Discovering the Picts - The Aberlemno Environ
A huge thank you to Professor Gordon Noble who delivered a fascinating talk at Aberlemno Village Hall recently.
Gordon's Northern Picts project aims to uncover the archaeological traces of Pictish society in northern Scotland. You can support this through Just Giving.
Watch this space for news about future talks at the Hall.
The Pictish Room, housed in the Aberlemno Village Hall, is run by local volunteers and is open one day a month from April-October and by arrangement. The full programme of open days for 2023 are shown below.
The Pictish Room is home to a collection of Pictish replica stones, carvings and interpretation boards that celebrate our diverse Pictish heritage. It is located in the Village Hall, adjacent to the celebrated Aberlemno Sculptured Stones and a short walk from the famous Cross Slab which is in the Aberlemno Churchyard.
Norman Atkinson OBE, well known locally for his knowledge, particularly but not restricted to the Picts, has led a number of walks around the Aberlemno Carved Stones and John Borland has given talks on images of Warriors and War on Pictish Stones. John’s background is as a survey manager and illustrator with RCAHMS (now HES) and he is Chairman of the Pictish Arts Society.
A great time was had by all at the last Pictish Room open day which was supported by Shiltron of Fortriu. A few photos of the day are shown below courtesy of Mark Hooghiemstra.
The Angus Doors Open Days programme is online both at www.visitangus.com/doorsopen and on the national website at www.doorsopendays.org.uk.
Please note that while a wheelchair accessible toilet is available at this facility, the Pictish Room itself is not wheelchair accessible.
Please do feel free to contact us to arrange for private access to view the exhibits on alternative dates.
‘A missing link in ancient Scottish history’: on the trail of the Picts
Pictish stones are the relics of a long-lost civilisation, and visiting them in Scotland makes for a fascinating trip starting in Edinburgh then heading north........
Read more HERE in The Guardian.
The Picts’ expertly carved symbol stones, according to scholars, may have served as territorial markers, represented Pictish names and ranks, or recorded marriage treaties. Pictish symbols are divided into three groups; Animal, Geometric and Everyday Object symbols, they usually occur in pairs and there are roughly 50 documented symbols.
Some historians suggest that the symbols predate their existence on stones and may have been used for tattoos as was typical with Pictish tribes. Ultimately, our knowledge of Pictish culture is limited to modern scholars’ interpretation, so here are 14 Pictish stone symbols and their meaning according to them.
The so-called “Pictish Beast” is considered one of the most enigmatic symbols to occur on Pictish stones as its identity is not fully understood. Some experts suggest it is a marine mammal, like a dolphin or whale, but unlike other animal symbols that are much more explicit this one is not which makes it intriguing. Stones featuring this symbol have been found in southern Scotland and northern England.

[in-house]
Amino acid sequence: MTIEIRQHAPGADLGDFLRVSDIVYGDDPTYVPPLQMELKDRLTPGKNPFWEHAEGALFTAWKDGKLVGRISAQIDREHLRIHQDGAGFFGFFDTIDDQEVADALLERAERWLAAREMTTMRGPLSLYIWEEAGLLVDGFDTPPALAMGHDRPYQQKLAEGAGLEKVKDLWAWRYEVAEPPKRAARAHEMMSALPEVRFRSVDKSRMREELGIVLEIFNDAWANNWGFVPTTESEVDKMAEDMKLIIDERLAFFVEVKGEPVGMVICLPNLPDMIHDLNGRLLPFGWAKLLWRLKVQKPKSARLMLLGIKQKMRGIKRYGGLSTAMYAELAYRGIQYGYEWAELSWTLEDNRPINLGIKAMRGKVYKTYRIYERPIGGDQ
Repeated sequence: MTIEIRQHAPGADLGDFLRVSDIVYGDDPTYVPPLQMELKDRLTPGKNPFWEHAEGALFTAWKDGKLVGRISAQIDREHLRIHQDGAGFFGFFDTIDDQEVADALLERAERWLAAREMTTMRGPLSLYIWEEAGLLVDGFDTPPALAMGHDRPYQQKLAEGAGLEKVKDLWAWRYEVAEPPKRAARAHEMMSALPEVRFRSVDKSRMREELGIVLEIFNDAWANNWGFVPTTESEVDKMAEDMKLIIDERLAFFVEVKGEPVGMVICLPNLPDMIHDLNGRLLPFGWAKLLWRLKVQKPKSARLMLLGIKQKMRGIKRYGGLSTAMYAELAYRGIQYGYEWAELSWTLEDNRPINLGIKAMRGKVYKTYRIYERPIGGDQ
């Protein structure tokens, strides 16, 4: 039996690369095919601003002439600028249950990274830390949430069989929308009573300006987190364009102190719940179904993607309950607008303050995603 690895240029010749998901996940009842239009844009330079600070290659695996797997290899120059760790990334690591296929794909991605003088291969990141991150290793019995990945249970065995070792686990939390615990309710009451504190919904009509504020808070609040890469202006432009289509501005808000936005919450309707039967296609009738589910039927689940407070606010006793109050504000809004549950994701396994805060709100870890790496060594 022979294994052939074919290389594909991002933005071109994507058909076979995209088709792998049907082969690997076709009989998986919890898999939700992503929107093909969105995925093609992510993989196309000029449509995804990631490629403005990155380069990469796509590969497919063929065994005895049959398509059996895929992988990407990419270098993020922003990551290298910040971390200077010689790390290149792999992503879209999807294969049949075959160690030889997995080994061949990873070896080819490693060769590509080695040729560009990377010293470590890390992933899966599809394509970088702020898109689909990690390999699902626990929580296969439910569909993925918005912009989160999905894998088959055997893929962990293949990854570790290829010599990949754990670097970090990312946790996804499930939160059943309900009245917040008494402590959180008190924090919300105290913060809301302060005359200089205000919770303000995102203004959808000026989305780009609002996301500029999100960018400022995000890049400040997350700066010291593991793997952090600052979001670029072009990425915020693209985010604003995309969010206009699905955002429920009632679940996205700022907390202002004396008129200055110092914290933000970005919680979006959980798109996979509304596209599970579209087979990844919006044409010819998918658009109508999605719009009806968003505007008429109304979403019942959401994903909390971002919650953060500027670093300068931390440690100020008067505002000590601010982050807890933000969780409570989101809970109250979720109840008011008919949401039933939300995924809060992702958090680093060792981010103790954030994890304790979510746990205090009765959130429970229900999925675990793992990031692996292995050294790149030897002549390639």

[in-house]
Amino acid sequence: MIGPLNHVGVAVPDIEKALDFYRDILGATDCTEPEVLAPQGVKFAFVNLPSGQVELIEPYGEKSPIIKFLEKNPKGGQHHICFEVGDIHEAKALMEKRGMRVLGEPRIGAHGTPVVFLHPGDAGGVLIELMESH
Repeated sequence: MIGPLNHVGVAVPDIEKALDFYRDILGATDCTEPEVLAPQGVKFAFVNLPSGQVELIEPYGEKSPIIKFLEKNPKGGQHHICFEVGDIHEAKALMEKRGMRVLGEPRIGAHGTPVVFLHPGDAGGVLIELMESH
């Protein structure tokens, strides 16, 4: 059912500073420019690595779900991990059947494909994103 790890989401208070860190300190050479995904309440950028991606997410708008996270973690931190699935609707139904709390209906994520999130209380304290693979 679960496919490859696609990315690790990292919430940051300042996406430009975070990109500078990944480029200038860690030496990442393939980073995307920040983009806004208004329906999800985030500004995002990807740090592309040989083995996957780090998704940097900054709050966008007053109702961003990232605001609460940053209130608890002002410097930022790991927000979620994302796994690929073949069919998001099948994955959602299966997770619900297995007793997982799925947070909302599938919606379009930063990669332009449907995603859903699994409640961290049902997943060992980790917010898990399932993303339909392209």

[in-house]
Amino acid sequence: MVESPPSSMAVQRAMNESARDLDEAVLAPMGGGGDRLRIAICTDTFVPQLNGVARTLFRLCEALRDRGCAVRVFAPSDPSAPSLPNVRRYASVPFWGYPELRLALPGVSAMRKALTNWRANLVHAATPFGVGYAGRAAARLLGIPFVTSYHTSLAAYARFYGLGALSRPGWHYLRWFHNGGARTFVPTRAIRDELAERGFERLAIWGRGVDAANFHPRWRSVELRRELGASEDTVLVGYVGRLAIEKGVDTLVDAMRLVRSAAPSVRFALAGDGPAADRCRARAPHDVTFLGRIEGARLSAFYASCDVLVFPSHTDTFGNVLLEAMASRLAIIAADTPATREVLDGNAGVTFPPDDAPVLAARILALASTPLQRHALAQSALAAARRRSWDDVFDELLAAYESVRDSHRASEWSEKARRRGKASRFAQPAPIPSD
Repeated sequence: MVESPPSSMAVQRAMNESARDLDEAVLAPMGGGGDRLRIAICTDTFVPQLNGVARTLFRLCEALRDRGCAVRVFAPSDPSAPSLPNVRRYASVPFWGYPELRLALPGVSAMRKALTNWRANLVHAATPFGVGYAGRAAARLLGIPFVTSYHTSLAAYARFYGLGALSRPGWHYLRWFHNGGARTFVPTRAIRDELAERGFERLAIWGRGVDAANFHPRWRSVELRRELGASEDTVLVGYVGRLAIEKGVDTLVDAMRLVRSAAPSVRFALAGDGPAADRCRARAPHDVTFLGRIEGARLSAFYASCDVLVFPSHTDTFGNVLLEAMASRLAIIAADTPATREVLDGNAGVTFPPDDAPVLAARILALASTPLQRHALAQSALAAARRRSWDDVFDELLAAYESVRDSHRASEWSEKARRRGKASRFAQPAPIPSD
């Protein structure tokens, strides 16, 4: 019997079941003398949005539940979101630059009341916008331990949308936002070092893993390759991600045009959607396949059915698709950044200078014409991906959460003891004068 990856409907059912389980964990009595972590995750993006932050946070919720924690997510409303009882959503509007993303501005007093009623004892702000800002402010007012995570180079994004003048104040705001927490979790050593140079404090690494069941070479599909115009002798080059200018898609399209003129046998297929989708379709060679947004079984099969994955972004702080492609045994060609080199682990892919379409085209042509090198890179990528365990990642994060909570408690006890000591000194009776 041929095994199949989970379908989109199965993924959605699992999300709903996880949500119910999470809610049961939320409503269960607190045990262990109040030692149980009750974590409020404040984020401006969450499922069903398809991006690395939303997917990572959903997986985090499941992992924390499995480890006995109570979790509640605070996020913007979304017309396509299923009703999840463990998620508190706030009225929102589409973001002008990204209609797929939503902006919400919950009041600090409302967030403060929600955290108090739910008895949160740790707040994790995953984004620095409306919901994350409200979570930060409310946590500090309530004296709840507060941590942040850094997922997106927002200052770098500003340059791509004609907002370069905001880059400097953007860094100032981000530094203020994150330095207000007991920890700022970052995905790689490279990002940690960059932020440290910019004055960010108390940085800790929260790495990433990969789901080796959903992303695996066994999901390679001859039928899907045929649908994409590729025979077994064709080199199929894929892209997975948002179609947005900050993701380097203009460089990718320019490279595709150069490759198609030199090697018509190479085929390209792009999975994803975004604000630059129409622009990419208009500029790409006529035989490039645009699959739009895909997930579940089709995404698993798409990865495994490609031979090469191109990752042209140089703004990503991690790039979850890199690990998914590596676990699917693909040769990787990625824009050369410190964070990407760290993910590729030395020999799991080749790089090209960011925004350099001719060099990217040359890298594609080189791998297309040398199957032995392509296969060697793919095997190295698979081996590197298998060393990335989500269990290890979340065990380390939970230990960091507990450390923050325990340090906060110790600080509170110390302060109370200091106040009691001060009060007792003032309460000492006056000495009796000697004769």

The Crescent V-rod is another Pictish symbol which appears commonly on stones. The crescent component is thought to represent the sun or the moon; a skyward view. The ‘V’ is said to be composed of arrows, one pointing downwards and another upwards, it has been suggested that it represents the arrival of a soul at birth and its return upon death. A stone featuring this design can be found in the Orkney museum.
The Burghead Bulls are a group of Pictish carvings that were found at Burghead Fort in Moray. As with many Pictish symbols depicting animals it is unclear if it had an intended meaning. Some scholars suggest that the bull symbol would adorn ramparts of the Pictish fort at Burghead on the coast in Moray. The bull itself was a symbol that represented strength and fertility.
Double Disc and Z-rod
The ‘double disc’ component of this Pictish symbol is widely considered ‘unknown’ in its meaning. One theory suggests that the disc represents quern stones which were used for hand-grinding e.g., for processing grain. This ties into the idea that the Z-rod could represent a single stalk of wheat. Neolithic peoples used these stones to grind grains and then boil them into a sort of porridge.
This Pictish carving dates back to AD 600 and features a wild boar with spiky bristles along with a mirror case symbol. It was once located 3 miles south of Inverness but was relocated for conservation purposes in the early 1990s. It is thought that the mirror case symbol represented a woman while the boar symbolised a man. Therefore, a marriage pact could be the meaning behind this carving.
Mirror and Comb
In the context of Pictish stones, many theories have been suggested by scholars as to the meaning of the mirror and comb. Marriage symbols, female wealth and prestige, a woman’s memorial, and even mermaid association are all ideas that have been considered. Some even disregard the female association and consider if the mirror was symbolic of the afterlife as it reflected life on Earth.
Found in Ardross, Ross-shire, this carving is now a popular exhibit at the Inverness Museum. It is not clear if the wolf held any particular meaning. Picts were associated with paganism and so perhaps animals like wolves were seen as totems who offered protection. Another theory suggests that the Pictish people simply identified with them by virtue of their nature i.e., for being keen hunters, fierce and protective of their pack.